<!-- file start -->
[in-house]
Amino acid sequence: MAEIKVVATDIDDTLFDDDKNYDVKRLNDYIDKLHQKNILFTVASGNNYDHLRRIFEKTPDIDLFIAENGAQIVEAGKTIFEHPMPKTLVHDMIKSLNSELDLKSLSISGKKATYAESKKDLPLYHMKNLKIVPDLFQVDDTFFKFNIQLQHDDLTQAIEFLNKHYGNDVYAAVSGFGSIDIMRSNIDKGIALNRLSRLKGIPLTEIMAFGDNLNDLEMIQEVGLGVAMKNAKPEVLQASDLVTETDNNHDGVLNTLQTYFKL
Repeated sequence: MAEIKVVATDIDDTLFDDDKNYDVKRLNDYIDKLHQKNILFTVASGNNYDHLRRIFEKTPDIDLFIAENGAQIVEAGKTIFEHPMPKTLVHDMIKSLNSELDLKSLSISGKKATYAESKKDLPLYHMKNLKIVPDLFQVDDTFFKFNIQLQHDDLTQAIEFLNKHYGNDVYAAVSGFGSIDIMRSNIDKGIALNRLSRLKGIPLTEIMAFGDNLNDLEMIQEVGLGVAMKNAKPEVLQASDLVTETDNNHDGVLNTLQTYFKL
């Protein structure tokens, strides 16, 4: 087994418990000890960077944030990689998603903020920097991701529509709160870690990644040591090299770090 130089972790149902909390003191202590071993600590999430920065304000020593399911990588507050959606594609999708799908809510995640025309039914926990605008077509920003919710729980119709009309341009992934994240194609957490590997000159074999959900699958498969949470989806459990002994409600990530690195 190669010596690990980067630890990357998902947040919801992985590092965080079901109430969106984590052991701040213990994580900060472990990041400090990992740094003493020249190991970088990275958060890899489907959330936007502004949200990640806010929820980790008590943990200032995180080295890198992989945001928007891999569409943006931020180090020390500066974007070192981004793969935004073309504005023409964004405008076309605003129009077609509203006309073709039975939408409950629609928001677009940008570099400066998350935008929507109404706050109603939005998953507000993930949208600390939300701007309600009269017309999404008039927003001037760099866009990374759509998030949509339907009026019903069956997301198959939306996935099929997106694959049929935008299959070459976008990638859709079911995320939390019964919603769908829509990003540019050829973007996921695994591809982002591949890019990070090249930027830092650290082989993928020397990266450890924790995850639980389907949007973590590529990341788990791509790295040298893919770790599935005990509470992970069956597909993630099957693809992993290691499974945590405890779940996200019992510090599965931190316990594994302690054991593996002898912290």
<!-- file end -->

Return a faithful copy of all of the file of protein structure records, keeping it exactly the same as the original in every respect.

[in-house]
Amino acid sequence: MAEIKVVATDIDDTLFDDDKNYDVKRLNDYIDKLHQKNILFTVASGNNYDHLRRIFEKTPDIDLFIAENGAQIVEAGKTIFEHPMPKTLVHDMIKSLNSELDLKSLSISGKKATYAESKKDLPLYHMKNLKIVPDLFQVDDTFFKFNIQLQHDDLTQAIEFLNKHYGNDVYAAVSGFGSIDIMRSNIDKGIALNRLSRLKGIPLTEIMAFGDNLNDLEMIQEVGLGVAMKNAKPEVLQASDLVTETDNNHDGVLNTLQTYFKL
Repeated sequence: MAEIKVVATDIDDTLFDDDKNYDVKRLNDYIDKLHQKNILFTVASGNNYDHLRRIFEKTPDIDLFIAENGAQIVEAGKTIFEHPMPKTLVHDMIKSLNSELDLKSLSISGKKATYAESKKDLPLYHMKNLKIVPDLFQVDDTFFKFNIQLQHDDLTQAIEFLNKHYGNDVYAAVSGFGSIDIMRSNIDKGIALNRLSRLKGIPLTEIMAFGDNLNDLEMIQEVGLGVAMKNAKPEVLQASDLVTETDNNHDGVLNTLQTYFKL
């Protein structure tokens, strides 16, 4: 087994418990000890960077944030990689998603903020920097991701529509709160870690990644040591090299770090 130089972790149902909390003191202590071993600590999430920065304000020593399911990588507050959606594609999708799908809510995640025309039914926990605008077509920003919710729980119709009309341009992934994240194609957490590997000159074999959900699958498969949470989806459990002994409600990530690195 190669010596690990980067630890990357998902947040919801992985590092965080079901109430969106984590052991701040213990994580900060472990990041400090990992740094003493020249190991970088990275958060890899489907959330936007502004949200990640806010929820980790008590943990200032995180080295890198992989945001928007891999569409943006931020180090020390500066974007070192981004793969935004073309504005023409964004405008076309605003129009077609509203006309073709039975939408409950629609928001677009940008570099400066998350935008929507109404706050109603939005998953507000993930949208600390939300701007309600009269017309999404008039927003001037760099866009990374759509998030949509339907009026019903069956997301198959939306996935099929997106694959049929935008299959070459976008990638859709079911995320939390019964919603769908829509990003540019050829973007996921695994591809982002591949890019990070090249930027830092650290082989993928020397990266450890924790995850639980389907949007973590590529990341788990791509790295040298893919770790599935005990509470992970069956597909993630099957693809992993290691499974945590405890779940996200019992510090599965931190316990594994302690054991593996002898912290």